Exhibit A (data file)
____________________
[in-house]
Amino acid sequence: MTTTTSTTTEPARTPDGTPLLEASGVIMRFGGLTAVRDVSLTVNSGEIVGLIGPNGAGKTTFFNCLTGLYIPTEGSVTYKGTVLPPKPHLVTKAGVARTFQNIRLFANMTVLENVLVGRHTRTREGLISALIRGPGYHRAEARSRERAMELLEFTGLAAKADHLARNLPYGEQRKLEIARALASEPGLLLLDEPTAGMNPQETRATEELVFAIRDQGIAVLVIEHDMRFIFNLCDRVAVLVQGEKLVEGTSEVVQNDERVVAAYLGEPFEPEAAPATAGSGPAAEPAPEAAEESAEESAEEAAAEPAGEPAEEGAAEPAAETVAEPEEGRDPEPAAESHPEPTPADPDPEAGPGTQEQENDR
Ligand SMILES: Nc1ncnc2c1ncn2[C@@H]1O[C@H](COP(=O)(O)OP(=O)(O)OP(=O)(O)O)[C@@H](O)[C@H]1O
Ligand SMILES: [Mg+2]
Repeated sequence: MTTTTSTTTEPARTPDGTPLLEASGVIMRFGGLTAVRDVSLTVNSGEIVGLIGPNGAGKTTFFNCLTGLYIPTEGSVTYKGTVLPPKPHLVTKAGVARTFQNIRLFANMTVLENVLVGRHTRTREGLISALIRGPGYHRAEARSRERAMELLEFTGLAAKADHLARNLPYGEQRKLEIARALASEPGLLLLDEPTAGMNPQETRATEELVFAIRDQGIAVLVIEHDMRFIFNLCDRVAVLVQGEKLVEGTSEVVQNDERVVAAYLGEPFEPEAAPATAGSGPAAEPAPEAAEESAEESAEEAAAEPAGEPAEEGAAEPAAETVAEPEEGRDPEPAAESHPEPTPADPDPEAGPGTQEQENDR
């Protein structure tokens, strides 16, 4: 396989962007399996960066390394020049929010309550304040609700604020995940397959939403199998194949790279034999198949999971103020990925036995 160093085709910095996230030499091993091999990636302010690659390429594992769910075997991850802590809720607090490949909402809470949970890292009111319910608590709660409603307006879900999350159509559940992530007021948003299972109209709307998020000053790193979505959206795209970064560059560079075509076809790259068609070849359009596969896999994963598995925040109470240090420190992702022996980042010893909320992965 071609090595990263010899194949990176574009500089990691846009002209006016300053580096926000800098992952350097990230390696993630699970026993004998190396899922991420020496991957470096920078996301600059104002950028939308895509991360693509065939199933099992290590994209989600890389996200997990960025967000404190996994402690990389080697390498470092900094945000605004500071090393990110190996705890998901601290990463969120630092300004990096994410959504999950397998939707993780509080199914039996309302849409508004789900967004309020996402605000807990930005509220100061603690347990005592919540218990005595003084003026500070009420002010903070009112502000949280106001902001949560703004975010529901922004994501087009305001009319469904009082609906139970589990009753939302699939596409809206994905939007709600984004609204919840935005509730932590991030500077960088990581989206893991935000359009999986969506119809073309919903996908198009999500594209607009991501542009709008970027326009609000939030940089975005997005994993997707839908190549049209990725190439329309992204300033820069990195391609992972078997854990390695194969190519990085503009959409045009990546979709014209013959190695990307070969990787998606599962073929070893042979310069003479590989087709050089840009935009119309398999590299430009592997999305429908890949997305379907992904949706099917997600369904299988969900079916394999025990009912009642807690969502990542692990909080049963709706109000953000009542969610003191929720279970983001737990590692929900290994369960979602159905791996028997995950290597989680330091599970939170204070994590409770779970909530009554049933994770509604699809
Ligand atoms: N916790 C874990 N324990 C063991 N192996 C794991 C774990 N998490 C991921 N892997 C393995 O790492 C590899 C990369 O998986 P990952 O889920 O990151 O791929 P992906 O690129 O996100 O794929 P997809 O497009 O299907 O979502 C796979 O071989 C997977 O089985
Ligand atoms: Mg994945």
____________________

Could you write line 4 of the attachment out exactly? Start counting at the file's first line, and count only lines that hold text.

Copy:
Ligand SMILES: [Mg+2]